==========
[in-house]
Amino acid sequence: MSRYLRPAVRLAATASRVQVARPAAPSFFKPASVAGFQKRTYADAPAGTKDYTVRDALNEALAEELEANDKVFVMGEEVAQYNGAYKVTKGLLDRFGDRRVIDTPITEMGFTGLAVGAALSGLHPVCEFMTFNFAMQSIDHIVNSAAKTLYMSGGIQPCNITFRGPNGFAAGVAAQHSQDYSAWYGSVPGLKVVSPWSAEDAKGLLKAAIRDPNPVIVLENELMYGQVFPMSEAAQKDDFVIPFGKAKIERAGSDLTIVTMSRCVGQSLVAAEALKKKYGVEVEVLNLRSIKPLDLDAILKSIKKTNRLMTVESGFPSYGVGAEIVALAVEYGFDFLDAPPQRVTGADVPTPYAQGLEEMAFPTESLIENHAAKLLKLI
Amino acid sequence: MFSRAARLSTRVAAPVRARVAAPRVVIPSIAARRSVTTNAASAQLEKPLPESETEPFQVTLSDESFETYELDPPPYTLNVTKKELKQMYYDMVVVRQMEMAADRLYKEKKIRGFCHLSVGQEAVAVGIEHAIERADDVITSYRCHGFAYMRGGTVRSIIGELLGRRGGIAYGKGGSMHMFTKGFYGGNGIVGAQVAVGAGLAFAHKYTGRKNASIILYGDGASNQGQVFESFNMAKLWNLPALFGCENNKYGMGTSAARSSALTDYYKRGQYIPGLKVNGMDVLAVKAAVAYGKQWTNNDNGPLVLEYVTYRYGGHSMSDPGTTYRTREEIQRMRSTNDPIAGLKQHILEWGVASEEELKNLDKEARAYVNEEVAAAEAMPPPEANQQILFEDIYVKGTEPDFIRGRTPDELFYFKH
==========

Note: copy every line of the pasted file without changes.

[in-house]
Amino acid sequence: MSRYLRPAVRLAATASRVQVARPAAPSFFKPASVAGFQKRTYADAPAGTKDYTVRDALNEALAEELEANDKVFVMGEEVAQYNGAYKVTKGLLDRFGDRRVIDTPITEMGFTGLAVGAALSGLHPVCEFMTFNFAMQSIDHIVNSAAKTLYMSGGIQPCNITFRGPNGFAAGVAAQHSQDYSAWYGSVPGLKVVSPWSAEDAKGLLKAAIRDPNPVIVLENELMYGQVFPMSEAAQKDDFVIPFGKAKIERAGSDLTIVTMSRCVGQSLVAAEALKKKYGVEVEVLNLRSIKPLDLDAILKSIKKTNRLMTVESGFPSYGVGAEIVALAVEYGFDFLDAPPQRVTGADVPTPYAQGLEEMAFPTESLIENHAAKLLKLI
Amino acid sequence: MFSRAARLSTRVAAPVRARVAAPRVVIPSIAARRSVTTNAASAQLEKPLPESETEPFQVTLSDESFETYELDPPPYTLNVTKKELKQMYYDMVVVRQMEMAADRLYKEKKIRGFCHLSVGQEAVAVGIEHAIERADDVITSYRCHGFAYMRGGTVRSIIGELLGRRGGIAYGKGGSMHMFTKGFYGGNGIVGAQVAVGAGLAFAHKYTGRKNASIILYGDGASNQGQVFESFNMAKLWNLPALFGCENNKYGMGTSAARSSALTDYYKRGQYIPGLKVNGMDVLAVKAAVAYGKQWTNNDNGPLVLEYVTYRYGGHSMSDPGTTYRTREEIQRMRSTNDPIAGLKQHILEWGVASEEELKNLDKEARAYVNEEVAAAEAMPPPEANQQILFEDIYVKGTEPDFIRGRTPDELFYFKH